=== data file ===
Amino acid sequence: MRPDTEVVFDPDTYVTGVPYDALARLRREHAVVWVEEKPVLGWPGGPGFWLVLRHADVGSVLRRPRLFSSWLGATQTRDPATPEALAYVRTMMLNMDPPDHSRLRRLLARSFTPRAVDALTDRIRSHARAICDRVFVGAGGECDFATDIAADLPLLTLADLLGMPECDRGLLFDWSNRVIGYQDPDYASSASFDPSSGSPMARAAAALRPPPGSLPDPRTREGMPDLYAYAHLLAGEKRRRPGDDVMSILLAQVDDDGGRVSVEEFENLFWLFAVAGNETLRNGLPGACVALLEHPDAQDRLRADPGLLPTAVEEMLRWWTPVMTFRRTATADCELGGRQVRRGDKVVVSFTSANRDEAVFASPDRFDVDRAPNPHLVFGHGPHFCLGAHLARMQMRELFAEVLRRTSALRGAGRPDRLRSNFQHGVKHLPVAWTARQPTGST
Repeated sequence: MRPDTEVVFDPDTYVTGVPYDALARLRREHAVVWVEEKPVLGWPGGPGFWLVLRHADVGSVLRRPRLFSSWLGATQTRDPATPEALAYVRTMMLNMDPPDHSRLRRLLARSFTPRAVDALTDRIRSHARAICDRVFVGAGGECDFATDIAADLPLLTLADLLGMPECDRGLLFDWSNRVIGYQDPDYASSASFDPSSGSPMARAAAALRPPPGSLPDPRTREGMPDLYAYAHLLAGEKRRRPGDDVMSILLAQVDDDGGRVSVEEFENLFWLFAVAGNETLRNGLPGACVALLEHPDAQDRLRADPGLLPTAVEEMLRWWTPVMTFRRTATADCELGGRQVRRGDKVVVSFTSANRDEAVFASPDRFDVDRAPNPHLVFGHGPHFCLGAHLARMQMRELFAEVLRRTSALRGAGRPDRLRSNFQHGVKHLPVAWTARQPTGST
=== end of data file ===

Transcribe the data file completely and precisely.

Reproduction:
Amino acid sequence: MRPDTEVVFDPDTYVTGVPYDALARLRREHAVVWVEEKPVLGWPGGPGFWLVLRHADVGSVLRRPRLFSSWLGATQTRDPATPEALAYVRTMMLNMDPPDHSRLRRLLARSFTPRAVDALTDRIRSHARAICDRVFVGAGGECDFATDIAADLPLLTLADLLGMPECDRGLLFDWSNRVIGYQDPDYASSASFDPSSGSPMARAAAALRPPPGSLPDPRTREGMPDLYAYAHLLAGEKRRRPGDDVMSILLAQVDDDGGRVSVEEFENLFWLFAVAGNETLRNGLPGACVALLEHPDAQDRLRADPGLLPTAVEEMLRWWTPVMTFRRTATADCELGGRQVRRGDKVVVSFTSANRDEAVFASPDRFDVDRAPNPHLVFGHGPHFCLGAHLARMQMRELFAEVLRRTSALRGAGRPDRLRSNFQHGVKHLPVAWTARQPTGST
Repeated sequence: MRPDTEVVFDPDTYVTGVPYDALARLRREHAVVWVEEKPVLGWPGGPGFWLVLRHADVGSVLRRPRLFSSWLGATQTRDPATPEALAYVRTMMLNMDPPDHSRLRRLLARSFTPRAVDALTDRIRSHARAICDRVFVGAGGECDFATDIAADLPLLTLADLLGMPECDRGLLFDWSNRVIGYQDPDYASSASFDPSSGSPMARAAAALRPPPGSLPDPRTREGMPDLYAYAHLLAGEKRRRPGDDVMSILLAQVDDDGGRVSVEEFENLFWLFAVAGNETLRNGLPGACVALLEHPDAQDRLRADPGLLPTAVEEMLRWWTPVMTFRRTATADCELGGRQVRRGDKVVVSFTSANRDEAVFASPDRFDVDRAPNPHLVFGHGPHFCLGAHLARMQMRELFAEVLRRTSALRGAGRPDRLRSNFQHGVKHLPVAWTARQPTGST